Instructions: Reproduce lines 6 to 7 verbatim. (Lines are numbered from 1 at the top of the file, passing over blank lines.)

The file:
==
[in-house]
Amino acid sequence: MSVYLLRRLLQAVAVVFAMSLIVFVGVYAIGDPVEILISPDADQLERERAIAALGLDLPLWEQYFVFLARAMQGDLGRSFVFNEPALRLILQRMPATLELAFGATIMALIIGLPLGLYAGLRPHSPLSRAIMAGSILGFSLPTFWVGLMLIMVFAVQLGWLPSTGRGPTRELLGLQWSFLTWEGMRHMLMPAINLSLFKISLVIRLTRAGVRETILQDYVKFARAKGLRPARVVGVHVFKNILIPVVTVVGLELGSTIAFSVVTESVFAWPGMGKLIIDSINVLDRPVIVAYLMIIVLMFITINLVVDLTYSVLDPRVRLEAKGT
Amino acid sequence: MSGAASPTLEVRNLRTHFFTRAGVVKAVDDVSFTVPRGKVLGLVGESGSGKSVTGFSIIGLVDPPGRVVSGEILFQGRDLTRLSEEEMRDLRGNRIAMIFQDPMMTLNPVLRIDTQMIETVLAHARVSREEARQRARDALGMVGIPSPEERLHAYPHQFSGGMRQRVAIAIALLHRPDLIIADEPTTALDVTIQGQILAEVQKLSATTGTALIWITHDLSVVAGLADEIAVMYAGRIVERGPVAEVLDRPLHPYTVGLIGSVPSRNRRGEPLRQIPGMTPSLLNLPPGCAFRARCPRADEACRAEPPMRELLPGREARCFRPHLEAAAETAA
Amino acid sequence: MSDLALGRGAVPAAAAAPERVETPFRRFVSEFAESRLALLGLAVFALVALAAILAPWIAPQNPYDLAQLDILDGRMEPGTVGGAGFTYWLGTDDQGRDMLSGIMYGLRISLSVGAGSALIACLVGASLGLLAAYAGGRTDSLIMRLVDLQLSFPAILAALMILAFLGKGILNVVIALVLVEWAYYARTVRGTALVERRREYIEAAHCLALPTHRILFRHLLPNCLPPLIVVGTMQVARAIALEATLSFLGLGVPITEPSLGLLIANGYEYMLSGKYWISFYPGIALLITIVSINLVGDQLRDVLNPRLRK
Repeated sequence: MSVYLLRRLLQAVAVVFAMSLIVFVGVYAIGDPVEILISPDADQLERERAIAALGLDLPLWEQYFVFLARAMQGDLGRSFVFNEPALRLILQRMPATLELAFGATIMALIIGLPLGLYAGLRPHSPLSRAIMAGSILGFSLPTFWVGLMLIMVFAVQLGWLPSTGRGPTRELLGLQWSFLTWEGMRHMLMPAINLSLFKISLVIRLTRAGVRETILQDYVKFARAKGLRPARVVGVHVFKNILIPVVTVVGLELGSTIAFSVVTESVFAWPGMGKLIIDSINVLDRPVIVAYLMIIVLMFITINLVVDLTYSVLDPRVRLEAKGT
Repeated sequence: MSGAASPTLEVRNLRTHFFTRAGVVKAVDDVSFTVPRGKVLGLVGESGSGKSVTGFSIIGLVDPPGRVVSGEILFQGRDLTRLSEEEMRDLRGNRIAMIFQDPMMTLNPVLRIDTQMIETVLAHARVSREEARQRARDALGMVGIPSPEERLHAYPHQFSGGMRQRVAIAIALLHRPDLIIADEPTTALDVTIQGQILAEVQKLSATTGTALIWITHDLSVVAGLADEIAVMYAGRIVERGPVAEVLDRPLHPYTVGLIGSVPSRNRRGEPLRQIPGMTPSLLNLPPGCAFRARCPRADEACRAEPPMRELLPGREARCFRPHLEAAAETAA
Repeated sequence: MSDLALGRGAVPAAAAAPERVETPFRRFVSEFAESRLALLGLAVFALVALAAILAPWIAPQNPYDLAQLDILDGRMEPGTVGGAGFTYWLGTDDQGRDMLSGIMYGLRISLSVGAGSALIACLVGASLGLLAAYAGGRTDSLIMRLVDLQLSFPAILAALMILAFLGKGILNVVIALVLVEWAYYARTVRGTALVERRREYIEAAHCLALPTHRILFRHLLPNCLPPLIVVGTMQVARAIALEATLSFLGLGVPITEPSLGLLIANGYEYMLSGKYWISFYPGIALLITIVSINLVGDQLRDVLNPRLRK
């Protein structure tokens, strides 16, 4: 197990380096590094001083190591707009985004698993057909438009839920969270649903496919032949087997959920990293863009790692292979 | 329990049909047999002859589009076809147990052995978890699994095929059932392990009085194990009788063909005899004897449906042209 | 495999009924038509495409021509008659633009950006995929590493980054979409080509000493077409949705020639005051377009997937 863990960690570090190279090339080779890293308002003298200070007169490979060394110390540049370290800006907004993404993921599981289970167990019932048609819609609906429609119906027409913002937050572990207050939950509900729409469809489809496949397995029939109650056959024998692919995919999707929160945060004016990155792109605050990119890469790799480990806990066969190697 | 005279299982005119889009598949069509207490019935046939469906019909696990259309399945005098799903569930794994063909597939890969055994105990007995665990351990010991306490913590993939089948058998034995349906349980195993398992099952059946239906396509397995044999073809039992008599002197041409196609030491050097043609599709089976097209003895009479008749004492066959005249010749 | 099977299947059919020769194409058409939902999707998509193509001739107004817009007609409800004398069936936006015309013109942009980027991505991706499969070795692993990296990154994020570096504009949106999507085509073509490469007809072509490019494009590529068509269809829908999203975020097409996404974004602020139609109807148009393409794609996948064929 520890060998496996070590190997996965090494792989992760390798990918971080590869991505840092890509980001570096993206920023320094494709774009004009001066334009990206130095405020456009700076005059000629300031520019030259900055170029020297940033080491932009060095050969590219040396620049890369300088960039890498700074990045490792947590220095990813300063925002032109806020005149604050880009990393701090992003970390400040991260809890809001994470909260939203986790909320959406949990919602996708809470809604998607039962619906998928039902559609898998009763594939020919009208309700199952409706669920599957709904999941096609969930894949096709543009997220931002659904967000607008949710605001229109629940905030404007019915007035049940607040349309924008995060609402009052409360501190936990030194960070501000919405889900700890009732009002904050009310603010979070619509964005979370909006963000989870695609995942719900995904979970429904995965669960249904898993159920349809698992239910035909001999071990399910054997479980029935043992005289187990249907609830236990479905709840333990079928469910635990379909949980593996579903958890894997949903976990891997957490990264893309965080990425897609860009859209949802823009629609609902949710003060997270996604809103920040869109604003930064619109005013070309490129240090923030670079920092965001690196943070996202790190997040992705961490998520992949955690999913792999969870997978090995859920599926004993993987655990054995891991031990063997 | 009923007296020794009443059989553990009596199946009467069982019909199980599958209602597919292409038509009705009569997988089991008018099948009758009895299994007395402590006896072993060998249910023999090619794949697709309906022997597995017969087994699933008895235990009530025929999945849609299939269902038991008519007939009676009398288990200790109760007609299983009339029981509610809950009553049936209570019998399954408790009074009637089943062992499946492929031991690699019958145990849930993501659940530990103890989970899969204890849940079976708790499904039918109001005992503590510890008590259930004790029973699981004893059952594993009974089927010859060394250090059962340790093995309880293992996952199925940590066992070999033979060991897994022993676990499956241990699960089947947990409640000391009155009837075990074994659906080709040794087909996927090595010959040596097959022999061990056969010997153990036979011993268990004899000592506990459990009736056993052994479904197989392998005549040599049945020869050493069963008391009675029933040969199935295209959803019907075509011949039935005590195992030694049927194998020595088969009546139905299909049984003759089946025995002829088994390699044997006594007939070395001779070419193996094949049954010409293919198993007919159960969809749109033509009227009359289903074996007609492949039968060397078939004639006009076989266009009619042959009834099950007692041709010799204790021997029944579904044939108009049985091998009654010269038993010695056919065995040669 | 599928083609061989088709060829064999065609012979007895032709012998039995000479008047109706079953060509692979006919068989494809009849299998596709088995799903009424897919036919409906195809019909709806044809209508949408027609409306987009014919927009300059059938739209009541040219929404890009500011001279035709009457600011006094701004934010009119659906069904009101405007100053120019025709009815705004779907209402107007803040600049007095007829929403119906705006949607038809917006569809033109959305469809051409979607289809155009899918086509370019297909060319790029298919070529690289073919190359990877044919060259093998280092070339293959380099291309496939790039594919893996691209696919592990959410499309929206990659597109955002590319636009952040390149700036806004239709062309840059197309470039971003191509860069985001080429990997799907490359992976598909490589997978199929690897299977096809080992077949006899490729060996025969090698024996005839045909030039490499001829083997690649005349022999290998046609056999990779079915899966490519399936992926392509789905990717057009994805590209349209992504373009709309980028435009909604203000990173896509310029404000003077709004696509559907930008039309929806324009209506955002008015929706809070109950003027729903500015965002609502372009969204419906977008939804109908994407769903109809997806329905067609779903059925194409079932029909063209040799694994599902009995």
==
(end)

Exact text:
Repeated sequence: MSGAASPTLEVRNLRTHFFTRAGVVKAVDDVSFTVPRGKVLGLVGESGSGKSVTGFSIIGLVDPPGRVVSGEILFQGRDLTRLSEEEMRDLRGNRIAMIFQDPMMTLNPVLRIDTQMIETVLAHARVSREEARQRARDALGMVGIPSPEERLHAYPHQFSGGMRQRVAIAIALLHRPDLIIADEPTTALDVTIQGQILAEVQKLSATTGTALIWITHDLSVVAGLADEIAVMYAGRIVERGPVAEVLDRPLHPYTVGLIGSVPSRNRRGEPLRQIPGMTPSLLNLPPGCAFRARCPRADEACRAEPPMRELLPGREARCFRPHLEAAAETAA
Repeated sequence: MSDLALGRGAVPAAAAAPERVETPFRRFVSEFAESRLALLGLAVFALVALAAILAPWIAPQNPYDLAQLDILDGRMEPGTVGGAGFTYWLGTDDQGRDMLSGIMYGLRISLSVGAGSALIACLVGASLGLLAAYAGGRTDSLIMRLVDLQLSFPAILAALMILAFLGKGILNVVIALVLVEWAYYARTVRGTALVERRREYIEAAHCLALPTHRILFRHLLPNCLPPLIVVGTMQVARAIALEATLSFLGLGVPITEPSLGLLIANGYEYMLSGKYWISFYPGIALLITIVSINLVGDQLRDVLNPRLRK